FDA panel nixes new use for Amgen's Xgeva

The FDA's expert advisors didn't buy Amgen's ($AMGN) argument for earlier use of its bone drug Xgeva in prostate cancer patients. The idea: Treat advanced prostate cancer patients with Xgeva to prevent or delay the disease's spread to the bone. The data: Patients who took Xgeva saw bone tumors crop up an average of 4.2 months later than those on placebo did. Overall survival time didn't differ. The vote: 12-1 against the new use.

The key issues appear to be timing and side effects. Xgeva is already approved to delay fractures and stave off tumor growth in patients who have developed bone metastases. Why not wait until the tumors develop to treat with Xgeva, panelists asked, especially since roughly one in 15 patients in the trial developed osteonecrosis of the jaw? "This isn't a question of whether this drug works," the panel chair, Wyndham Wilson, said. "It's a question of when is the most effective time to give it."

Wilson suggested the most helpful comparison wouldn't be Xgeva versus placebo, both given early on before bone metastases occur. Rather, Amgen should evaluate Xgeva use in preventing metastases versus its use in handling them once they've arisen. But Amgen's Sean Harper pointed out some Xgeva patients went 7.5 months without developing bone tumors, Bloomberg reports, and bone metastases are quite painful.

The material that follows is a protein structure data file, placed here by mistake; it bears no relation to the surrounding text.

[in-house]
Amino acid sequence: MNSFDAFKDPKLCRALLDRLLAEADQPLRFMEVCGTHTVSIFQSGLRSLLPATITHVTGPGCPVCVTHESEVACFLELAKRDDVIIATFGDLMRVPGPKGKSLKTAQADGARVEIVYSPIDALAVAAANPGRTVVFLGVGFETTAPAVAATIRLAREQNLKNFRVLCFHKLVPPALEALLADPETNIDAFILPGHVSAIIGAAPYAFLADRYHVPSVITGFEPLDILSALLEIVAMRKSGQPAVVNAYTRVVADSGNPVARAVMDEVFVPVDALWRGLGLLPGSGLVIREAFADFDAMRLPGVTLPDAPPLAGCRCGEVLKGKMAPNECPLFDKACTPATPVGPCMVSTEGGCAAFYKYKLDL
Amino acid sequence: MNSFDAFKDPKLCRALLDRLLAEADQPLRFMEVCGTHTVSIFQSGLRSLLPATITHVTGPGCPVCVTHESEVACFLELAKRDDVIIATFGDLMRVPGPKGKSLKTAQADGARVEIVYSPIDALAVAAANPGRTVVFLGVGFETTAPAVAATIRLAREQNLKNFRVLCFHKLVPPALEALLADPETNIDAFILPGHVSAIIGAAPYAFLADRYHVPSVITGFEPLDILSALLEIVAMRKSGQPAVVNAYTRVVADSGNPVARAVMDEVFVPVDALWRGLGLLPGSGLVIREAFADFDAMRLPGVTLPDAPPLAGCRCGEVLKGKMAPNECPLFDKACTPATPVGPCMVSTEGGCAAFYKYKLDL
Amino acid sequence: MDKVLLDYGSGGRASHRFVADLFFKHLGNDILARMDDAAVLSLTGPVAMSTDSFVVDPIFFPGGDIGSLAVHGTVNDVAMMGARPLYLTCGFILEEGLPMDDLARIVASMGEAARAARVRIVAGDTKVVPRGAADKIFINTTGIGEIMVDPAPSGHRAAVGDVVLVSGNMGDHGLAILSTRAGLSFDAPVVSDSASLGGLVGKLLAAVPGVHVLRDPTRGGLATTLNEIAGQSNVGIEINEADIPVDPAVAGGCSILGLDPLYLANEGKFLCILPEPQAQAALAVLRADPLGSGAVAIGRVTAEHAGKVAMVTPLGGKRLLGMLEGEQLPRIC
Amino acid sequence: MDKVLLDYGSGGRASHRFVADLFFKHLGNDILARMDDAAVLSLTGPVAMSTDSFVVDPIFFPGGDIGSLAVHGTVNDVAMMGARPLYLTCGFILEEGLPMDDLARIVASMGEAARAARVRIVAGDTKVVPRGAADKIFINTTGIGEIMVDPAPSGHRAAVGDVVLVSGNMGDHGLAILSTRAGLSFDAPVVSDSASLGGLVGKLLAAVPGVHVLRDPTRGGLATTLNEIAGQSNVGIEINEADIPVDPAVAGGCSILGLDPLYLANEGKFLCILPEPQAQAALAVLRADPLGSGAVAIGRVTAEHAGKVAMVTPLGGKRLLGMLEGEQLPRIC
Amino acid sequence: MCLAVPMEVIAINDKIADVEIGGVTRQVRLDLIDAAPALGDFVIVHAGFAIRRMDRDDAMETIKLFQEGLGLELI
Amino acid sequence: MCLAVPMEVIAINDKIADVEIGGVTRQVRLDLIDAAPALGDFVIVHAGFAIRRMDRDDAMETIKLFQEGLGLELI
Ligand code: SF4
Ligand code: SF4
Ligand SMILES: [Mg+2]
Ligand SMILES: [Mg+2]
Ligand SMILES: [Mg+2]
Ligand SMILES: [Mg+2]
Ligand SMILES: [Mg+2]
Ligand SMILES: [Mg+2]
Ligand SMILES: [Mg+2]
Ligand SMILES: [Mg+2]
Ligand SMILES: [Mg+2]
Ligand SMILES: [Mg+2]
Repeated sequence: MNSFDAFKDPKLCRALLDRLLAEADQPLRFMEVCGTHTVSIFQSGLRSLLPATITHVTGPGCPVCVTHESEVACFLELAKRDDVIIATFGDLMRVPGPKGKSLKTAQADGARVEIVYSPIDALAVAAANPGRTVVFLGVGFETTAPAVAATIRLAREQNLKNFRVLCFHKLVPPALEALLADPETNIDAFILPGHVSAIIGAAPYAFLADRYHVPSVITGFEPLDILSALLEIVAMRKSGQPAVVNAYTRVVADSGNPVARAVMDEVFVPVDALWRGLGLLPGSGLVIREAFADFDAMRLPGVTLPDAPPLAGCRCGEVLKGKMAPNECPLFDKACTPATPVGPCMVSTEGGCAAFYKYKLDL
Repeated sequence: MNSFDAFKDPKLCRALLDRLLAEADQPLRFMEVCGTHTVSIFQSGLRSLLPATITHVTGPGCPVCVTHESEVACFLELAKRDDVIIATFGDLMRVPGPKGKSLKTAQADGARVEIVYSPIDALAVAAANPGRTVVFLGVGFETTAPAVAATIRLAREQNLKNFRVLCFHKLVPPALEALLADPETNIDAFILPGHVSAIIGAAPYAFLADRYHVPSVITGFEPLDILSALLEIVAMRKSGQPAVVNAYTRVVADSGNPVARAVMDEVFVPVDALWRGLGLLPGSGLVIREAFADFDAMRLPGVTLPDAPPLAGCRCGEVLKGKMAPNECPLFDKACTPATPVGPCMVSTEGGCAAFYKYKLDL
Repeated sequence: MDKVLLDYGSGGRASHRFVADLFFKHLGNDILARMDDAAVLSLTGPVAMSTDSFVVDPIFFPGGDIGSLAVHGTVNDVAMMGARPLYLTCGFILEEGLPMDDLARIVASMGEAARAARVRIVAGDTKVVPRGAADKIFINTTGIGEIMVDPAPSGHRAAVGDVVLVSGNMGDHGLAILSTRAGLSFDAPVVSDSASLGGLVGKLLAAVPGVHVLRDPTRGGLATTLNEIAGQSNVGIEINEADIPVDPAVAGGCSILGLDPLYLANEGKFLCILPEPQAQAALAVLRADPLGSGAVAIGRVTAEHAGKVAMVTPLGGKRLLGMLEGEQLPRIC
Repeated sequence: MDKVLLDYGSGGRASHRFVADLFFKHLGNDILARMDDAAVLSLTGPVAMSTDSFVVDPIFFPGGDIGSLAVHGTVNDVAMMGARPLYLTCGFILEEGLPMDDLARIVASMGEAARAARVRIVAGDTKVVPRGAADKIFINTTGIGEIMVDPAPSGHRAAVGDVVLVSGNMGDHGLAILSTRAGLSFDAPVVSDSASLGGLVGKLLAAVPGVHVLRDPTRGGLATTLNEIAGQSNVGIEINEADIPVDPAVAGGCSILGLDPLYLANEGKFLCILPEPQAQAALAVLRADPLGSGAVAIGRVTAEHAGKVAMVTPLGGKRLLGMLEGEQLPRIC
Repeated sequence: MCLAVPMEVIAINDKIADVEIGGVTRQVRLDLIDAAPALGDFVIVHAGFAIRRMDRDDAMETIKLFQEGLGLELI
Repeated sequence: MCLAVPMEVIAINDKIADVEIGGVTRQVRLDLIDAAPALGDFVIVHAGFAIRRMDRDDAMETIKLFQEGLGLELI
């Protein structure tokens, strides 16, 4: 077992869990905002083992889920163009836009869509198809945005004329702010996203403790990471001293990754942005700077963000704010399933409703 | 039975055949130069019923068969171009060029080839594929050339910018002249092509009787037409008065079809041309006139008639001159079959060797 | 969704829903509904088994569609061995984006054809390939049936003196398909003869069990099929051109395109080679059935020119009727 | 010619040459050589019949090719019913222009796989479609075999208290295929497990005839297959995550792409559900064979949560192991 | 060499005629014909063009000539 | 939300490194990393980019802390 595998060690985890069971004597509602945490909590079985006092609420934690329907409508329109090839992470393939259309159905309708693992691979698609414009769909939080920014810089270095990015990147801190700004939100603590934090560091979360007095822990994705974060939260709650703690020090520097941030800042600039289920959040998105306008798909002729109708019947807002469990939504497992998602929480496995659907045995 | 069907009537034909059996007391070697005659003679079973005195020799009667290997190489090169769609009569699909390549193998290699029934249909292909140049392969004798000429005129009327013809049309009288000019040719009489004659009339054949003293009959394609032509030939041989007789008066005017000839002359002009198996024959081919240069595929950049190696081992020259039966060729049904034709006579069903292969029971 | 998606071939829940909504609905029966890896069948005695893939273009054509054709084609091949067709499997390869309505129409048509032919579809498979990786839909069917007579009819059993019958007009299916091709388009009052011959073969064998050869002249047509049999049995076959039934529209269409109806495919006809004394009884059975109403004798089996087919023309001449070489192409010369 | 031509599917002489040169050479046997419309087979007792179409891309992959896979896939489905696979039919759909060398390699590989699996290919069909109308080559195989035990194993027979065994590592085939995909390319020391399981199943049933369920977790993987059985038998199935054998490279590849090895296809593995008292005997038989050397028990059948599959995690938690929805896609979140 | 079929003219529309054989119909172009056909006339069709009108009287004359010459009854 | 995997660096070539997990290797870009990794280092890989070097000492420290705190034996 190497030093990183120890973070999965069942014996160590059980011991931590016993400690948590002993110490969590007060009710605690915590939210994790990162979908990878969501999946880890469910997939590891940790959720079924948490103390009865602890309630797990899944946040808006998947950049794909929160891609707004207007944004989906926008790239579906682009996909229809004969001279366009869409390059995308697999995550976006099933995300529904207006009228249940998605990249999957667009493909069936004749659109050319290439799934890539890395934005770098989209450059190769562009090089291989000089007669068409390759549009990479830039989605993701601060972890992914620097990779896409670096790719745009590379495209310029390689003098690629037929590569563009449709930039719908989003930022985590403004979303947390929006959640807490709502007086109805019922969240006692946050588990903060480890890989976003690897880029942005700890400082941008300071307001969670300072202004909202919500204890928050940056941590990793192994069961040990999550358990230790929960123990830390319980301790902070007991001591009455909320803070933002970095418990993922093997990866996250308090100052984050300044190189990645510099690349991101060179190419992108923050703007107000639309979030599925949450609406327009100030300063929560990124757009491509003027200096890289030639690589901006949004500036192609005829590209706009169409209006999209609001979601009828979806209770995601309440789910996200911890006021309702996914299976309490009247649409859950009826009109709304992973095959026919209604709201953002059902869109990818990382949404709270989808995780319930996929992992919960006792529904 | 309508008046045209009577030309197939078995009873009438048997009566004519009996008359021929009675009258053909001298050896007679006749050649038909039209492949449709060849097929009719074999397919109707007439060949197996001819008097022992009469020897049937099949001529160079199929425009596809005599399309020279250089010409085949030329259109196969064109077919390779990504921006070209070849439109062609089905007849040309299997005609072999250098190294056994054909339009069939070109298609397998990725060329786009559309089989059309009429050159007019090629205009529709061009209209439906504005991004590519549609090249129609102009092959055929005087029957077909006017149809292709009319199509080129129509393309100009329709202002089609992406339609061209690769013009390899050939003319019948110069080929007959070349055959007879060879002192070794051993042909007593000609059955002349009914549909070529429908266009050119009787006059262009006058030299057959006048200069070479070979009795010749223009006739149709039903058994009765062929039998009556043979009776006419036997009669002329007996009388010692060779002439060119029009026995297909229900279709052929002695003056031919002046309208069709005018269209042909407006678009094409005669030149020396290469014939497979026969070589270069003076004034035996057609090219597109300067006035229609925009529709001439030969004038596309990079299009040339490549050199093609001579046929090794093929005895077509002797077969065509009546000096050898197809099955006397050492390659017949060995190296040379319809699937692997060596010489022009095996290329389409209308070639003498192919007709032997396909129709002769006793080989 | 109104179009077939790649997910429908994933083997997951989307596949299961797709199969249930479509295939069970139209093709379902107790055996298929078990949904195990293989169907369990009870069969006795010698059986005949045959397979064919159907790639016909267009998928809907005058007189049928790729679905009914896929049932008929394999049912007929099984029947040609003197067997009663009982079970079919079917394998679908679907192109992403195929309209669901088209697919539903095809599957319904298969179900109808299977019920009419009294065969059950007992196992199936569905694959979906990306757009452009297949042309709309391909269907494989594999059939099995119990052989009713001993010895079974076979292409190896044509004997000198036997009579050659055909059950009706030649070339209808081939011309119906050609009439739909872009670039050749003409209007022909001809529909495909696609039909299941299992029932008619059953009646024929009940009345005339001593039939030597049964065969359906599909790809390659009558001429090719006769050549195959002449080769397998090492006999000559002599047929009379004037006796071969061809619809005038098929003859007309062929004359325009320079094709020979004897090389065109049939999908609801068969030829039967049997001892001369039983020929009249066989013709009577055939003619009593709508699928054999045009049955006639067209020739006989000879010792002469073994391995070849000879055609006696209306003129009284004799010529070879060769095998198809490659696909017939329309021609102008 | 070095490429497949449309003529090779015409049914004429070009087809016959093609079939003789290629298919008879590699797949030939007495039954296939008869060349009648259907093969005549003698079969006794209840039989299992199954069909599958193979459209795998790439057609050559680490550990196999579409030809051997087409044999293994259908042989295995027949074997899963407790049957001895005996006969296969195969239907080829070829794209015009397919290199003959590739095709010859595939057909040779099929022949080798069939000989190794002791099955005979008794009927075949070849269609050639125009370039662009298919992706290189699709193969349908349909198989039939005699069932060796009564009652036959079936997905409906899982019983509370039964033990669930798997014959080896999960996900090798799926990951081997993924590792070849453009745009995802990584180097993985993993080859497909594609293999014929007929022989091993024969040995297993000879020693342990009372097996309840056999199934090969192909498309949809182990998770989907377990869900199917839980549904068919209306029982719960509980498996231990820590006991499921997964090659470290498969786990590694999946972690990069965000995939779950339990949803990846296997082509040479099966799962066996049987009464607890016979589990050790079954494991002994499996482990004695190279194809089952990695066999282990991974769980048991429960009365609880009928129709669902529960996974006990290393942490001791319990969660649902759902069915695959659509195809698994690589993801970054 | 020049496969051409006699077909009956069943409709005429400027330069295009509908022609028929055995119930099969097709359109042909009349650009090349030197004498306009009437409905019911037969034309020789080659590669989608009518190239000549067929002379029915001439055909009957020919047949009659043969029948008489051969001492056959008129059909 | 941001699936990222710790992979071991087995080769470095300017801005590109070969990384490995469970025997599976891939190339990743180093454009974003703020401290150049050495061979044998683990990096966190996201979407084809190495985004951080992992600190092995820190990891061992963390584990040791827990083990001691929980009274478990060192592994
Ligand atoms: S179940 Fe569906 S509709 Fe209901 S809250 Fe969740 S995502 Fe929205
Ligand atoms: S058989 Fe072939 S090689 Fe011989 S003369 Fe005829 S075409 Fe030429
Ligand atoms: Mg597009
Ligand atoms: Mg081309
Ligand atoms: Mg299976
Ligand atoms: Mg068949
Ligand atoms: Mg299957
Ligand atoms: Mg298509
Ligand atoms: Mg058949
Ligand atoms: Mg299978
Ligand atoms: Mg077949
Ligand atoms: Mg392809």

The FDA is due to decide on the new use by April 26. The agency doesn't always take its advisory committees' advice, although it usually does, and FDA staffers expressed their own reservations about Amgen's application. Analysts' viewpoints on the indication were mixed; some said revenue estimates on Xgeva had already mostly discounted the prospect of prophylactic use, while others figure their peak sales predictions would be cut by as much as $1 billion if the indication doesn't come through.

- see the Bloomberg story
- get more from Dow Jones
- check out the Reuters news

Suggested Articles

The future may be uncertain for AZ’s Imfinzi in first-line lung cancer, but its targeted med Tagrisso now boasts a green light in that setting.

Ultragenyx is back with another FDA nod, this time for Crysvita to treat X-linked hypophosphatemia in patients one year and older.

Roche got a two pieces of good Hemlibra news early this week—and what's good for Hemlibra must be good for Roche.